Buying and selling real estate is full of many complications that most people simply are not prepared for. One of the greatest ambiguities for many is the escrow process -- or closing -- which occurs between the seller accepting the Purchase Agreement and the buyer getting the keys to the property. Following is an overview of the escrow process so you can understand the process we will manage and remain informed throughout.
1. Escrow is opened
Once the buyer and seller sign a Purchase Agreement, an agent will collect earnest money and deposit it in an escrow account at the escrow company specified in the agreement. The escrow company is important because it serves as a neutral third party to collect the funds and documents involved in the transaction.
It is typically the real estate agent who delivers the signed purchase agreement to the escrow company. Upon receipt, the escrow officer will assign the transaction an escrow number. The broker will also provide the escrow officer with information about the transaction, including names and contact information, lending and title information and other important details.
2. Waiting for bank approval
The bank that will provide the loan will conduct its own appraisal of the property, paid for by the buyer, to protect its interests in case a foreclosure is necessary down the line. If the appraisal is lower than the offered price, the lender will not provide financing until the buyer brings more cash to the table or the seller lowers the price.
It may be possible to change the appraiser's mind or get a new appraisal on the property. In some cases, providing additional information about the home or going with a different lender can work.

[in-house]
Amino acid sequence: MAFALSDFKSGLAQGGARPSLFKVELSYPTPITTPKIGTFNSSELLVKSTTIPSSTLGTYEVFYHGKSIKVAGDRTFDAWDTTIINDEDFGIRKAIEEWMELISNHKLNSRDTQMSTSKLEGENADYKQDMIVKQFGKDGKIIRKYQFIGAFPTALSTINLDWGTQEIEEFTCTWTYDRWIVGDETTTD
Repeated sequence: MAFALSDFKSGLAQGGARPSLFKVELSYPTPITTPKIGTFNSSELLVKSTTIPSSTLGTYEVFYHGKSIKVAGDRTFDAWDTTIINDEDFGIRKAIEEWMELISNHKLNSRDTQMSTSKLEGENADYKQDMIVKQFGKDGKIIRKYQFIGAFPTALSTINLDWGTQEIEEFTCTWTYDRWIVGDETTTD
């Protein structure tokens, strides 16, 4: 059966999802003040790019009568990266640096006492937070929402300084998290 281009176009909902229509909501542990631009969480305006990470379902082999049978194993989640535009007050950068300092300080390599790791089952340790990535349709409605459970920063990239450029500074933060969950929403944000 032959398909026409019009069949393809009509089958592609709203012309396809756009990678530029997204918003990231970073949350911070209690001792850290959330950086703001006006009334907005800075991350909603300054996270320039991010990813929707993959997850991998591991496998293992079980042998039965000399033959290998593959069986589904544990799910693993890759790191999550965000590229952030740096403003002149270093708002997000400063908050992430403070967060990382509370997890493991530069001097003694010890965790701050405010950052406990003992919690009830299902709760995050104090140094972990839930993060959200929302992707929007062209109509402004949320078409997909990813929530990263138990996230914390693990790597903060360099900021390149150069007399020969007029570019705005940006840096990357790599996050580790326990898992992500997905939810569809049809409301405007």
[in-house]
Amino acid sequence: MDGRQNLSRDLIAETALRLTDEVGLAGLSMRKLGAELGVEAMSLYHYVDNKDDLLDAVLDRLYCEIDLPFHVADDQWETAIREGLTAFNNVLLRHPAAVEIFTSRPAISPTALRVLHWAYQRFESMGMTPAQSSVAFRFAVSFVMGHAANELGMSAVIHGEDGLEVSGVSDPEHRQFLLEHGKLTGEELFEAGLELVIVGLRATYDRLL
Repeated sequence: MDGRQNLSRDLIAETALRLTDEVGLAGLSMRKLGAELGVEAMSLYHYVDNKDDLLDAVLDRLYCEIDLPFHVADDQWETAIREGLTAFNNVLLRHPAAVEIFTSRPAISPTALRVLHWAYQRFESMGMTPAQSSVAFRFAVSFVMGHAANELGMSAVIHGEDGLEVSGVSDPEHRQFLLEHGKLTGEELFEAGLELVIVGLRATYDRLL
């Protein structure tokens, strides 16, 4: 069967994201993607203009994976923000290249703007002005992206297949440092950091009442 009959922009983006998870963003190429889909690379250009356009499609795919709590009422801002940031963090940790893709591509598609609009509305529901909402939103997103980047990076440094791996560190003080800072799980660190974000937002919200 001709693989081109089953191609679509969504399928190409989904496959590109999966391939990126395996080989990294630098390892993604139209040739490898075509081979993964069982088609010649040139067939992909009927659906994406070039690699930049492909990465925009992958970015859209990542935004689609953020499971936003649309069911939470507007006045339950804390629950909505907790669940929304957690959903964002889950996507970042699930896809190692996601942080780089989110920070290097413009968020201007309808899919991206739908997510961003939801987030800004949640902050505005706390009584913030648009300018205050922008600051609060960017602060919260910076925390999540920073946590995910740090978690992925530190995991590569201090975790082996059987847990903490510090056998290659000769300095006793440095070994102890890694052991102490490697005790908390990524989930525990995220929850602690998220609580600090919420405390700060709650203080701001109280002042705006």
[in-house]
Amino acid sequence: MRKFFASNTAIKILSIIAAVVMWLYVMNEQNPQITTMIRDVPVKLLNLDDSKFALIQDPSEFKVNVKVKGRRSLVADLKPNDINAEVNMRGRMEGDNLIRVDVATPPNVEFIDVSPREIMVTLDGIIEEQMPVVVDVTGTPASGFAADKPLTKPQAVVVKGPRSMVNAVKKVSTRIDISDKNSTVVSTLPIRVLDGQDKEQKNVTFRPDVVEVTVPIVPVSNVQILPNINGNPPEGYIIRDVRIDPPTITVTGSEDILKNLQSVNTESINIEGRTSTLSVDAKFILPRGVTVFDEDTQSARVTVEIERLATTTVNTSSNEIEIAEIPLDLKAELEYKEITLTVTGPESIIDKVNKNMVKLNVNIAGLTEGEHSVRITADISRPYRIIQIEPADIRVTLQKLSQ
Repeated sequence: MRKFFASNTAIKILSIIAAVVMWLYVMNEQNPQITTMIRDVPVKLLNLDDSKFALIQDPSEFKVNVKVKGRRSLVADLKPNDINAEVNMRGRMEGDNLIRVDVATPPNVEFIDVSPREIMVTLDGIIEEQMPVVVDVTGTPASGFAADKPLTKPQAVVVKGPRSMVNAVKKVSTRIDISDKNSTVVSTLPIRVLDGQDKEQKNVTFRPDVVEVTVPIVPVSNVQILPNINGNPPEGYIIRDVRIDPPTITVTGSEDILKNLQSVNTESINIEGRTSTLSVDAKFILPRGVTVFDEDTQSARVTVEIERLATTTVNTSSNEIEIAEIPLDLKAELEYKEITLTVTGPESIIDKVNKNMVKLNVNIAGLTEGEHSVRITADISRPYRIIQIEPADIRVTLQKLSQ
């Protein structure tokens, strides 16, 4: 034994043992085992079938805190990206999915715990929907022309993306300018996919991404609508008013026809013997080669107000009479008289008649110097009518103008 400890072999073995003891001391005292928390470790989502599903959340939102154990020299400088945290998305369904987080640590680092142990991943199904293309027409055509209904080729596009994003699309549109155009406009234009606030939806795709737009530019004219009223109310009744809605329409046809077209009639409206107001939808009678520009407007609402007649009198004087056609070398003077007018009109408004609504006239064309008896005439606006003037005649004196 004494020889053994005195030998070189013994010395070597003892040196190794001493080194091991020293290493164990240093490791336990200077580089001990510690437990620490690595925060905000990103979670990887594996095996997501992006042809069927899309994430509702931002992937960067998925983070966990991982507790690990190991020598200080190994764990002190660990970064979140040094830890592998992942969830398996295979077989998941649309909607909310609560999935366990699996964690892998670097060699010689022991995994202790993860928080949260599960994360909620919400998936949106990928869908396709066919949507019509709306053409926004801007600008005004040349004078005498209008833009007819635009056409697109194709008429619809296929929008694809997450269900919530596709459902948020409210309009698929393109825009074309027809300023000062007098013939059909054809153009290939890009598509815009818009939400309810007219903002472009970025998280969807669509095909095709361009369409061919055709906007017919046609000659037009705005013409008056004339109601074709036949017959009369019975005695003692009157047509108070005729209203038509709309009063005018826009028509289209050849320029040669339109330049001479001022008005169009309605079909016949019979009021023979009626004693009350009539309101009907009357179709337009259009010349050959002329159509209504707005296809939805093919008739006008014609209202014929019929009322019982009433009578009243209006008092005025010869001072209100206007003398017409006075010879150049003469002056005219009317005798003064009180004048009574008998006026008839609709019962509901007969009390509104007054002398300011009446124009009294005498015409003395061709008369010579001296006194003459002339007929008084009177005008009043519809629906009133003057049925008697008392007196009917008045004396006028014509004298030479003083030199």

3. Obtaining financing
The buyer gives the lender the property address, and the lender will prepare a good faith estimate, which details the loan amount, closing costs, interest rate and other costs associated with the purchase of the property.
4. Approving seller disclosures
In the next step, the buyer receives written notification of any problems identified by the seller or the seller's agent. This includes work done in violation of housing codes.
5. Obtaining inspections
There are usually several inspections that should be conducted on the home before escrow can be closed. A home inspection, while not required, is a smart decision for buyers to identify any potentially dangerous or expensive defects in the home. Some lenders require pest inspection and environmental inspections, and areas subject to earthquakes may need a soils report to assess the risk. Areas in flood-prone areas may also need a flood report. If a property is very likely to flood, the buyer will be unable to obtain homeowners insurance, and thus be unable to secure financing.
6. Obtaining hazard insurance
Hazard insurance includes homeowners insurance and other coverage necessary, such as flood insurance.
7. Acquiring the title report and title insurance
Both are required by the lender prior to closing escrow. The title report is required to ensure the property's title is clear with no liens. Title insurance protects the buyer and lender from legal challenges that may arise if something did not show up during the title search.
If there is a problem with the title, the seller must have it corrected for the sale to proceed.
8. Final walk-through of the property
Before closing, the seller will do a re-inspection of the property to make sure no new damage has occurred and that the seller left behind any items specified in the agreement.
9. Reviewing the HUD-1 form
Just before closing, the buyer and seller will receive an estimated settlement statement and HUD-1, which is the estimate iterating the monetary terms and closing costs.
Buyers should compare this to the good faith estimate provided earlier by their lender.
10. Escrow is closed
At closing, there will be a great deal of paperwork to sign for both the buyer and the seller. Once the paperwork is complete, the escrow officer will prepare a new deed and send it to the county recorder. A cashier's check or wire transfer will be provided to pay the down payment and closing costs and the lender will wire the loan funds to escrow.
Your escrow officer will manage every aspect of the process and ensure all paperwork is complete and funds received.